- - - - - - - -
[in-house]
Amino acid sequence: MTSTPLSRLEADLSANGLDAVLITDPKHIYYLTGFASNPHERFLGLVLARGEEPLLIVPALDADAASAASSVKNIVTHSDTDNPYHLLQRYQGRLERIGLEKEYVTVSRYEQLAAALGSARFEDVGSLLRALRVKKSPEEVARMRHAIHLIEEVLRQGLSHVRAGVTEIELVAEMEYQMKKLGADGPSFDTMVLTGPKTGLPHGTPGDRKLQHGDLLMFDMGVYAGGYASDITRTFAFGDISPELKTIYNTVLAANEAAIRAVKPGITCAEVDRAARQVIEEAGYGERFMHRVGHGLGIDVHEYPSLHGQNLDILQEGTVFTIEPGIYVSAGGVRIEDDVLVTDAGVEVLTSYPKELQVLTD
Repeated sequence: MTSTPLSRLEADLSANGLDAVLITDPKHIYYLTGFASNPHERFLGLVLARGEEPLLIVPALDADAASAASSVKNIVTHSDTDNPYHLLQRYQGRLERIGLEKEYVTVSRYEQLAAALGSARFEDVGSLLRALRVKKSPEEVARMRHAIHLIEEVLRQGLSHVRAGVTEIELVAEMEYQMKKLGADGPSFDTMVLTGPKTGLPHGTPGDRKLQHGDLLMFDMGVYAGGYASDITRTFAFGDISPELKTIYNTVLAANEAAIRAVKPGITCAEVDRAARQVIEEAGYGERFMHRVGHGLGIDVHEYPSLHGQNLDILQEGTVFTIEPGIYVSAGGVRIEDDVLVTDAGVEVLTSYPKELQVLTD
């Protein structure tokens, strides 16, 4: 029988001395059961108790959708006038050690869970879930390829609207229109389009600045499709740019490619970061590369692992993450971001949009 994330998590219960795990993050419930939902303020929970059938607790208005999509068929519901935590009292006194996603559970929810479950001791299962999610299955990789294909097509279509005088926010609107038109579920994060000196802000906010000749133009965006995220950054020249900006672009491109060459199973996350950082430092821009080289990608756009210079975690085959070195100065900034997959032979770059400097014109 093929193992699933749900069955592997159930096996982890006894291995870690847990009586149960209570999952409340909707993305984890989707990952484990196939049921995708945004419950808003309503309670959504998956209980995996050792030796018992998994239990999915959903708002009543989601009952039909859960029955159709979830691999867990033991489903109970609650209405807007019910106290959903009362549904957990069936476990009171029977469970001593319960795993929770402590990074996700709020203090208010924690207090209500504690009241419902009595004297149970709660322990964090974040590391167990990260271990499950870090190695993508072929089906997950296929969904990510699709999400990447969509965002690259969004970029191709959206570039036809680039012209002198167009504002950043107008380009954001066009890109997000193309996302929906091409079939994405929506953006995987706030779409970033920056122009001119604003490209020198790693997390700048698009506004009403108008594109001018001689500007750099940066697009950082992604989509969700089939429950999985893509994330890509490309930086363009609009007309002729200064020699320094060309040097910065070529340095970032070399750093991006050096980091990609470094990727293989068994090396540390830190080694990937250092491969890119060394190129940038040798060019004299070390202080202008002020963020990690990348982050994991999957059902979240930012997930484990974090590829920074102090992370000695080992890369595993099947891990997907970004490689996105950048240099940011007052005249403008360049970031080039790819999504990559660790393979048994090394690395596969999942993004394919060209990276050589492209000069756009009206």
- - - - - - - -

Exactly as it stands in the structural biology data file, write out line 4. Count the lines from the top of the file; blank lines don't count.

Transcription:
């Protein structure tokens, strides 16, 4: 029988001395059961108790959708006038050690869970879930390829609207229109389009600045499709740019490619970061590369692992993450971001949009 994330998590219960795990993050419930939902303020929970059938607790208005999509068929519901935590009292006194996603559970929810479950001791299962999610299955990789294909097509279509005088926010609107038109579920994060000196802000906010000749133009965006995220950054020249900006672009491109060459199973996350950082430092821009080289990608756009210079975690085959070195100065900034997959032979770059400097014109 093929193992699933749900069955592997159930096996982890006894291995870690847990009586149960209570999952409340909707993305984890989707990952484990196939049921995708945004419950808003309503309670959504998956209980995996050792030796018992998994239990999915959903708002009543989601009952039909859960029955159709979830691999867990033991489903109970609650209405807007019910106290959903009362549904957990069936476990009171029977469970001593319960795993929770402590990074996700709020203090208010924690207090209500504690009241419902009595004297149970709660322990964090974040590391167990990260271990499950870090190695993508072929089906997950296929969904990510699709999400990447969509965002690259969004970029191709959206570039036809680039012209002198167009504002950043107008380009954001066009890109997000193309996302929906091409079939994405929506953006995987706030779409970033920056122009001119604003490209020198790693997390700048698009506004009403108008594109001018001689500007750099940066697009950082992604989509969700089939429950999985893509994330890509490309930086363009609009007309002729200064020699320094060309040097910065070529340095970032070399750093991006050096980091990609470094990727293989068994090396540390830190080694990937250092491969890119060394190129940038040798060019004299070390202080202008002020963020990690990348982050994991999957059902979240930012997930484990974090590829920074102090992370000695080992890369595993099947891990997907970004490689996105950048240099940011007052005249403008360049970031080039790819999504990559660790393979048994090394690395596969999942993004394919060209990276050589492209000069756009009206």